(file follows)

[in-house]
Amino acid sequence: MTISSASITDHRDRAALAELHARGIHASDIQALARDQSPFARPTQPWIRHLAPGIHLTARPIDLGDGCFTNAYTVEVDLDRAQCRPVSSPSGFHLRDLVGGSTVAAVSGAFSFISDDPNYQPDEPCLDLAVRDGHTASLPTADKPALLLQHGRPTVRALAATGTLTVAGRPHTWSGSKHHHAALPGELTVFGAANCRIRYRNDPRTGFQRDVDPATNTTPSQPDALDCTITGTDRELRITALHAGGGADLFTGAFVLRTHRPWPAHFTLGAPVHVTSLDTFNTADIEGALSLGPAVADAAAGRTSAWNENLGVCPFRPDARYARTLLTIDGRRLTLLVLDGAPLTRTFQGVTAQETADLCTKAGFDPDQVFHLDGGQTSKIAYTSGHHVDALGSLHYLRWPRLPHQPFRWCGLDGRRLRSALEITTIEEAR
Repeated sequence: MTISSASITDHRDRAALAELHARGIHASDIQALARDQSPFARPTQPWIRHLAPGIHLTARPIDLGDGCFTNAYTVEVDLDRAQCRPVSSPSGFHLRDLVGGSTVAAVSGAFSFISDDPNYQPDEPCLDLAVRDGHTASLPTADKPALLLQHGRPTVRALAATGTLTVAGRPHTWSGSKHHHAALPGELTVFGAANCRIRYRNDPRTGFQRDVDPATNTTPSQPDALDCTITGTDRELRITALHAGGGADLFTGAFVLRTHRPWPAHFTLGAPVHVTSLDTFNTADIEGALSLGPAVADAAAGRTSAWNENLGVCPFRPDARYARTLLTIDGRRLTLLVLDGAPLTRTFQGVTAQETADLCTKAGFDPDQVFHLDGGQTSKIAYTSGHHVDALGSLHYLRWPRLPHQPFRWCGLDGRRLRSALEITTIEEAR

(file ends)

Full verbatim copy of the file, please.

[in-house]
Amino acid sequence: MTISSASITDHRDRAALAELHARGIHASDIQALARDQSPFARPTQPWIRHLAPGIHLTARPIDLGDGCFTNAYTVEVDLDRAQCRPVSSPSGFHLRDLVGGSTVAAVSGAFSFISDDPNYQPDEPCLDLAVRDGHTASLPTADKPALLLQHGRPTVRALAATGTLTVAGRPHTWSGSKHHHAALPGELTVFGAANCRIRYRNDPRTGFQRDVDPATNTTPSQPDALDCTITGTDRELRITALHAGGGADLFTGAFVLRTHRPWPAHFTLGAPVHVTSLDTFNTADIEGALSLGPAVADAAAGRTSAWNENLGVCPFRPDARYARTLLTIDGRRLTLLVLDGAPLTRTFQGVTAQETADLCTKAGFDPDQVFHLDGGQTSKIAYTSGHHVDALGSLHYLRWPRLPHQPFRWCGLDGRRLRSALEITTIEEAR
Repeated sequence: MTISSASITDHRDRAALAELHARGIHASDIQALARDQSPFARPTQPWIRHLAPGIHLTARPIDLGDGCFTNAYTVEVDLDRAQCRPVSSPSGFHLRDLVGGSTVAAVSGAFSFISDDPNYQPDEPCLDLAVRDGHTASLPTADKPALLLQHGRPTVRALAATGTLTVAGRPHTWSGSKHHHAALPGELTVFGAANCRIRYRNDPRTGFQRDVDPATNTTPSQPDALDCTITGTDRELRITALHAGGGADLFTGAFVLRTHRPWPAHFTLGAPVHVTSLDTFNTADIEGALSLGPAVADAAAGRTSAWNENLGVCPFRPDARYARTLLTIDGRRLTLLVLDGAPLTRTFQGVTAQETADLCTKAGFDPDQVFHLDGGQTSKIAYTSGHHVDALGSLHYLRWPRLPHQPFRWCGLDGRRLRSALEITTIEEAR